Working with the laity and enjoying it

Some years ago, I was at a meeting of priests and one priest, whom I admire, proposed that we write to Rome and recommend the ordination of suitable married men especially for small rural communities. I felt ambivalent about the motion.

I am not against the ordination of married men but it seemed to be a “male and priestly” solution. I thought it revealed a blindness to the leadership that women and men, were already showing in many communities and that we might be better off recognising, training and celebrating the leadership that was already there. Too often we send in a priest and he, perhaps unconsciously but certainly effectively, squashes the existing lay leadership.

Photo: © of Pope Francis’ priorities is to end clericalism and empower the laity. Clericalism is often understood as we clergy taking too many privileges to ourselves but I suspect the more dangerous form of clericalism is taking too much responsibility to ourselves. Many of us clerics have “messianic complexes”. We tend to do everything and implicitly show little faith in the laity. We fail to notice the talents and competencies of our people. I know of several priests who are working too hard and so are tired and demoralised. And the future promises to be worse unless we and the bishops come to realise that we do not have to do it all on our own and that more priests is not the only solution, realistically or theologically.

This year I will celebrate my 48th anniversary of ordination and these are three things I have learnt:

1. Lay ministry comes from baptism. It does not derive from the approval of the bishop or the priest.

2. Despite my “natural male” intelligence and “priestly” powers of leadership I cannot and should not do everything.

3. Women have insights, sensitivities, imagination and skills (I just don’t have) that are wonderful and we cannot do without them.

We, priests, have a role in discerning, fostering, encouraging, coordinating gifts discovered among the laity and maintaining unity but we should not do everything. If we do, we will dominate and no new ministries will grow or new leadership emerge. Possibly it is time that we work less and exercise a new ministry of “creative absence” and see what happens when we are not around. It might create space for others to flourish.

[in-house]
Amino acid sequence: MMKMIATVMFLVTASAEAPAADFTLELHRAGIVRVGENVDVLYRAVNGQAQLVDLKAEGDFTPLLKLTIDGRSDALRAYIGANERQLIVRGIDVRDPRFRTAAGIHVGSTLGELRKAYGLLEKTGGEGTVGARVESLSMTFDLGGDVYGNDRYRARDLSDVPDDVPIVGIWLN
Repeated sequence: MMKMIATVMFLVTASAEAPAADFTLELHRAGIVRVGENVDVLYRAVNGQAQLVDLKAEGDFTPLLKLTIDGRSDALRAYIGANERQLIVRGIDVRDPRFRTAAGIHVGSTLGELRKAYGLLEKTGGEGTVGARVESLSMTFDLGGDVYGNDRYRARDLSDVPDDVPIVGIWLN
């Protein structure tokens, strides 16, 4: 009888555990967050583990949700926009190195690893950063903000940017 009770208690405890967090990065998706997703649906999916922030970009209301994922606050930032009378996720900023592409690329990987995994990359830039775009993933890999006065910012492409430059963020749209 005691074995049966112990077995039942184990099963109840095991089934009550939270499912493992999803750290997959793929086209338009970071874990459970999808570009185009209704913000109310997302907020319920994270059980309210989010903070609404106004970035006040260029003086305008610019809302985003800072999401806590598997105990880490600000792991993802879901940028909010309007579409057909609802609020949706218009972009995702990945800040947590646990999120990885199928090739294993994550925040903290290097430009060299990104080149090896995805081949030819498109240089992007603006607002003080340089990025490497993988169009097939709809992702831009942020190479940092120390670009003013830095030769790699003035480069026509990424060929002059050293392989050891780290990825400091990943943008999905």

It seems clear that the future of the church cannot depend on priests alone. That type of church is coming to an end and we should be preparing for the new one which will emerge. We need to put more energy and money into training lay leadership. It is not just a question of numbers. It is theologically desirable that the ministry of the laity be encouraged and celebrated. It is also administratively necessary. Ministry today requires a great range of skills which no one group has. We need one another. No longer can one group be set apart and take all the responsibility. That is also the clear lesson of the Royal Commission. In future, we are going to need more lay and female involvement in the governance of the church in Australia on a national, diocesan and parish level. And psychologically it is necessary to live healthy and creative lives.

I was very lucky that early in my years as a priest I was made Rector of St Columban’s Turramurra. At the time, there were approximately 40 Sisters studying mission in the seminary as well as our seminarians and priests. I was the leader of a community of almost seventy men and women, lay, religious and ordained but all on mission. I slowly learnt that it was the mission we shared that united and governed us and that mixed teams are more effective, satisfying, healthy and enjoyable.

Columban Fr Noel Connolly is a member of the Columban Mission Institute in North Sydney and a lecturer in Missiology at both the Broken Bay Institute and the Catholic Institute of Sydney.

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